Governments have pandemic vaccine orders in place largely because they are worried about bird flu. Nobody disputes that this is the correct strategy. If this highly lethal virus starts spreading readily in people, it could be worse than the 1918 flu pandemic, which killed millions. But other flu viruses are potential pandemic threats too.


...
Flu evolves, especially when it is blasting through millions of new hosts.


...
We know the 1918 virus got worse as it spread.


But is this whole picture true? That a terrible flu pandemic is more or less inevitable, that it is likely to be bird flu but might be another kind, and that the worst kind is one that hasn't been around (or one like it hasn't been around) for a long time--so we have a population mostly lacking antibodies against it? If this is all true, anyone criticizing the attempt to vaccinate much of the population must have been very irresponsible.

The Toronto Globe and Mail discusses a report by Ontario's present Medical Officer of Health. Why was there a mis-match between demand for flu vaccine and supply? At an early stage, there were huge, highly publicized line-ups of frustrated people. Only a few weeks later, vaccine was going begging. Overall, fewer people were vaccinated than officials had expected and hoped.

Health experts say the low rates point to failings on the part of provinces. Alberta, for example, initially ignored an agreed-upon priority list and said it would vaccinate anyone who showed up, forcing clinics to close abruptly. Ontario did the same, resulting in waits as long as six hours. Experts say confusion reigned, and the lack of co-ordination shook public confidence in how the pandemic was being handled.


What is more, anti-vaccine advocates or doctors expressed skepticism about the severity of the pandemic. As much as they tried, health officials, mainly in larger provinces, could not persuade the public to get vaccinated.


“In a small province you can control the message much easier than in a larger place where … you will always find a professor of something or a previous chief medical officer of health or someone else to say they disagree, the vaccine is not safe or the adjuvant is not properly tested or the pandemic is not so bad so why bother and so on,” said Paul Van Buynder, deputy chief medical officer of health in New Brunswick, a province that vaccinated 65 per cent of its population.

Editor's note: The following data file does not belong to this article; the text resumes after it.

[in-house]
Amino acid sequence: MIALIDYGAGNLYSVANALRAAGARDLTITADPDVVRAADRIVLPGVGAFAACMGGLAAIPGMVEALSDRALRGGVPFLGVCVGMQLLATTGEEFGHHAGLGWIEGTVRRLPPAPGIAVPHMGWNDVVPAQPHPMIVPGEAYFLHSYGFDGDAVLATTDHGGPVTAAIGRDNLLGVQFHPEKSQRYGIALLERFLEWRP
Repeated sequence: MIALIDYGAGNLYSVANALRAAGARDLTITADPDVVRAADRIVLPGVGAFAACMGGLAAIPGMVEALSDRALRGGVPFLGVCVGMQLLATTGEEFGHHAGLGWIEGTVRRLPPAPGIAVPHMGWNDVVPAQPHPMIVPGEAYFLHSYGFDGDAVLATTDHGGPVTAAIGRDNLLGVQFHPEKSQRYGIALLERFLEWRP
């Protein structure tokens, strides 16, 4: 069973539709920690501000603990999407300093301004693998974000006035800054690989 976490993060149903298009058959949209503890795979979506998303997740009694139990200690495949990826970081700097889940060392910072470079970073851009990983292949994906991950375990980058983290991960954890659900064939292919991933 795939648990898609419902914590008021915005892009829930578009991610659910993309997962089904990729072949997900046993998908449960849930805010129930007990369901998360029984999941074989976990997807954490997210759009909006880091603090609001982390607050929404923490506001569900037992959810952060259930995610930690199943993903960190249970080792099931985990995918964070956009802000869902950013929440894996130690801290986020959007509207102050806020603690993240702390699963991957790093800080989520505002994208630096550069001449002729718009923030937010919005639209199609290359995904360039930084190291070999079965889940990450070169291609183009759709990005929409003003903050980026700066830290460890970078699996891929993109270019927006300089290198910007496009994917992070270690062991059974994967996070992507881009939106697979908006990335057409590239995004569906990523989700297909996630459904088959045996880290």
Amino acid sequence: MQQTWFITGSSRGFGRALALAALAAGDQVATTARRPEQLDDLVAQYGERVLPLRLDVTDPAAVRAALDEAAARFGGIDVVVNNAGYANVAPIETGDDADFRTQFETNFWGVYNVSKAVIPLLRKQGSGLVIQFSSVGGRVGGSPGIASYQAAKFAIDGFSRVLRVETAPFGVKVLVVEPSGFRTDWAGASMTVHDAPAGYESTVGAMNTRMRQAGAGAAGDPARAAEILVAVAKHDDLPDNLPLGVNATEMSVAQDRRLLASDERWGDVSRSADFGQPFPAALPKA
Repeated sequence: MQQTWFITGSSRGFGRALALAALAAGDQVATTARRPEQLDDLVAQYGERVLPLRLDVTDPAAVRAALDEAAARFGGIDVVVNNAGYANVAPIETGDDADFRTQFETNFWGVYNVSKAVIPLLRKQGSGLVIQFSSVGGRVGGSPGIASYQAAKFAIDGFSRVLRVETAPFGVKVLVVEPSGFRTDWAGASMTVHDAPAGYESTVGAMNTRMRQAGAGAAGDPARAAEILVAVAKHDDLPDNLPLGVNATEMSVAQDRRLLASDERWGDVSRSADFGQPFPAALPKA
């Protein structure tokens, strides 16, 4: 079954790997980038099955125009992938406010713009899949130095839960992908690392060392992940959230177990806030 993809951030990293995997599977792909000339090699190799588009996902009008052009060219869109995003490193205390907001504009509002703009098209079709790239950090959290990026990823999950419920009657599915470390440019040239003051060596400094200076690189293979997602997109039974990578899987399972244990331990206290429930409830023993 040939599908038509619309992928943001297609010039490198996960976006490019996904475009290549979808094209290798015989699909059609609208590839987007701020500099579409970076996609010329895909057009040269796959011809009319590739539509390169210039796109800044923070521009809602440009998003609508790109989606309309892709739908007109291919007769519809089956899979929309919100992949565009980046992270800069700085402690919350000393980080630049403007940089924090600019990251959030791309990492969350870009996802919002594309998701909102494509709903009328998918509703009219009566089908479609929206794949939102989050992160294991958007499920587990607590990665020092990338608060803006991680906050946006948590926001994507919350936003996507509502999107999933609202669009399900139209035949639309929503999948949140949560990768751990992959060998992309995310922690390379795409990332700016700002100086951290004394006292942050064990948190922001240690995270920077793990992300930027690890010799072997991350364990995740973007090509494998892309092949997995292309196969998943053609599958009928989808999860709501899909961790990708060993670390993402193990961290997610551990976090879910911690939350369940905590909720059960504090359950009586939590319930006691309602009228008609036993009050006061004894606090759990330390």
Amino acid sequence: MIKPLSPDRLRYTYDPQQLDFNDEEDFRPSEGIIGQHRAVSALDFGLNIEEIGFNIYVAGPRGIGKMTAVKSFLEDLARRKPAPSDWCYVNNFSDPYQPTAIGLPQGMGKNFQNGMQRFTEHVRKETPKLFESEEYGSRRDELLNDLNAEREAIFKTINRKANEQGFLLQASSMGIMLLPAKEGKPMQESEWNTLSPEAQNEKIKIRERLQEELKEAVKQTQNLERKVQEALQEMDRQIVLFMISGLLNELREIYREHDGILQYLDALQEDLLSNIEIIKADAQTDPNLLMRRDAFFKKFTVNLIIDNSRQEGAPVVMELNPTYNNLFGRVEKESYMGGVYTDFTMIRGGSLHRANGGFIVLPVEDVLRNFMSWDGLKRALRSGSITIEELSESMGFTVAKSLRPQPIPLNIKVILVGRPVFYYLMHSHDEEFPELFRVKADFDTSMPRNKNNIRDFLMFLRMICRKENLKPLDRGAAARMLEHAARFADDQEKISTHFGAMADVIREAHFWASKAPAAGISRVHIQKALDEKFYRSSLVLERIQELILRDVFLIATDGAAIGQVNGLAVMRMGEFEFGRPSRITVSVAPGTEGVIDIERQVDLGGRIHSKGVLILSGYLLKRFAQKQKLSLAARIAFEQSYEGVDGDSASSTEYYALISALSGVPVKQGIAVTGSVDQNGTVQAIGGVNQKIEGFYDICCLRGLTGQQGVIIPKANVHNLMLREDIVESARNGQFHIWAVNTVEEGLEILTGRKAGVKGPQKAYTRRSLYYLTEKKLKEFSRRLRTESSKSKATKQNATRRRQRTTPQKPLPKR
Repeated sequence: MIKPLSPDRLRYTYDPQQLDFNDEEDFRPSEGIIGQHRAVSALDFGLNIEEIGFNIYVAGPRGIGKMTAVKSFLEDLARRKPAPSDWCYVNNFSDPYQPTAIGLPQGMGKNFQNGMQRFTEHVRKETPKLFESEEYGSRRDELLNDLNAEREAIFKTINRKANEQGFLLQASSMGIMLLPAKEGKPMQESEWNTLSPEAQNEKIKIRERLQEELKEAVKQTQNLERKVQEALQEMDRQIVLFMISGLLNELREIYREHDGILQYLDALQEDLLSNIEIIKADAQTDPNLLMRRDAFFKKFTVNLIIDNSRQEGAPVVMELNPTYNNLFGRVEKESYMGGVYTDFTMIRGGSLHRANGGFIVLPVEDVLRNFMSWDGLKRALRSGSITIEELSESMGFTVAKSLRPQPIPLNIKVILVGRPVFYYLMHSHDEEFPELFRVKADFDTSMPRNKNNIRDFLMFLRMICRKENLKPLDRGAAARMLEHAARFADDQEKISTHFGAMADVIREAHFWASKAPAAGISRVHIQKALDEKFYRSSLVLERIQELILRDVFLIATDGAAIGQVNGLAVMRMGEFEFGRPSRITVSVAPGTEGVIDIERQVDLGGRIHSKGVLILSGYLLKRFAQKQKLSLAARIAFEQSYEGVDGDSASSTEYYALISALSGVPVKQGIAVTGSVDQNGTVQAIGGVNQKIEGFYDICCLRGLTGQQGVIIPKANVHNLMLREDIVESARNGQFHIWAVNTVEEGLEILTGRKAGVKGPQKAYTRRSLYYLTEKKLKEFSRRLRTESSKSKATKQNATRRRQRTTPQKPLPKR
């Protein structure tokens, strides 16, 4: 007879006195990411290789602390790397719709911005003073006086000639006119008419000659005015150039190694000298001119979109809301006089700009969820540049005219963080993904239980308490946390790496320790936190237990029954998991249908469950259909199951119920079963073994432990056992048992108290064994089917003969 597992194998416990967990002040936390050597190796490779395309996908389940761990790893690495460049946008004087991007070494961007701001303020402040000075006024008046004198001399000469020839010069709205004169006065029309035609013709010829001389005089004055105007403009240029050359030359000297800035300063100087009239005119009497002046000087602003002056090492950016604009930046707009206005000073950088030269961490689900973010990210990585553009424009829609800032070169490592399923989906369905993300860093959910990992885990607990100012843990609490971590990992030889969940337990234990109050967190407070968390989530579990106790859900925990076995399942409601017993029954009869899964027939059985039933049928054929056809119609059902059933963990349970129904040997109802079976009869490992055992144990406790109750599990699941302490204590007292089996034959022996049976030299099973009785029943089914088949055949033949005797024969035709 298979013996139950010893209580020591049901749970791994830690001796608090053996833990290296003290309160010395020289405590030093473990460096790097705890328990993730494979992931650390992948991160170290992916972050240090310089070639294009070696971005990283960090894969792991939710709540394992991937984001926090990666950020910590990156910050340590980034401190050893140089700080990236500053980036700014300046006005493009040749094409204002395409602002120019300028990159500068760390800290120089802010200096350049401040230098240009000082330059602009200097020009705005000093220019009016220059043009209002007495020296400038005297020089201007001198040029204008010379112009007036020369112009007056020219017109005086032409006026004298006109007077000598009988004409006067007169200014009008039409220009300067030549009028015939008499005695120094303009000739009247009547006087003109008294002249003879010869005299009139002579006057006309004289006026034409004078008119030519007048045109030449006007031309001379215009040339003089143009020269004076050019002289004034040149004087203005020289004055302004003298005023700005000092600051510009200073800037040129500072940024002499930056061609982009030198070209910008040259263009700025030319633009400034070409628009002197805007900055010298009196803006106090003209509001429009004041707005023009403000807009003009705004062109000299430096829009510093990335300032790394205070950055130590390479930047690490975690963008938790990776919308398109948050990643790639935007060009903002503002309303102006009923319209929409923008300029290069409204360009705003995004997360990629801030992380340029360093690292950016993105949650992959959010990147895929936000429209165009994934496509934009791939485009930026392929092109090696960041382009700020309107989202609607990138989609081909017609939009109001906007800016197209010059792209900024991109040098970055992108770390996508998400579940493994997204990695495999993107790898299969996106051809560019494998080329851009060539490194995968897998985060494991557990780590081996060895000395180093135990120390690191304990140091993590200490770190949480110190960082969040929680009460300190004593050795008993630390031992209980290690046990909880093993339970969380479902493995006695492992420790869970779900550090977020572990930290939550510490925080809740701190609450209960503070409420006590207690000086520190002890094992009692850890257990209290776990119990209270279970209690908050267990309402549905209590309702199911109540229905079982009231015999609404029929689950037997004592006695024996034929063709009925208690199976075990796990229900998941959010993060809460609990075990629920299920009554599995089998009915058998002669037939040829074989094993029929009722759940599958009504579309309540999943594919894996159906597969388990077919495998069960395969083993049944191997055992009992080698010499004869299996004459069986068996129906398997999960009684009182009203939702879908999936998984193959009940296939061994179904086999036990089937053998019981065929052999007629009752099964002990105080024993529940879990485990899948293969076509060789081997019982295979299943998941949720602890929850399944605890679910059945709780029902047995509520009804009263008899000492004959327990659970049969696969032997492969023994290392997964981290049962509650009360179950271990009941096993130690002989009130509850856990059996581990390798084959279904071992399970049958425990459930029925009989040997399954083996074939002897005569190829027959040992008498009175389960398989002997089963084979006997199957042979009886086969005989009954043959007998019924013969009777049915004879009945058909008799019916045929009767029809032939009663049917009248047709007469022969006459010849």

“I think it’s very difficult to get 75 per cent of the public to go and do something if the message they’re getting is actually a mixed message.”


Dr. Richard Schabas, a previous Medical Officer of Health (and probably the one referred to above), has questioned all of these beliefs beginning in April 2009.

See here, here, and here.

Schabas says that in general, viruses mutate in the direction of being less virulent--evolution would favour a virus that doesn't kill its host. The exception that Schabas doesn't spell out is when a population shifts from rural to urban, or simply becomes more congested: more hosts, less of a price to be paid if a virus becomes highly virulent. He does mention the 1918-19 flu, and he says he doubts that it was the same virus both years. The first year was fairly mild, the second year much worse--probably a different virus, which again became increasingly less virulent as time went on.

Bird flu a few years ago was a bust, as was SARS, and there have been others. Public health people and epidemiologists go for big dramatic scares--partly to add to their budgets, and partly because they don't want to be stuck with the topics of bad cheese and the proper use of seat belts. But they are crying wolf.

Thursday, June 3, 2010

Peer Reviewed

It turns out that Dr. Andrew Wakefield has had various claptrap theories over the years. The best part: he's been able to publish them in prestigious peer-reviewed journals.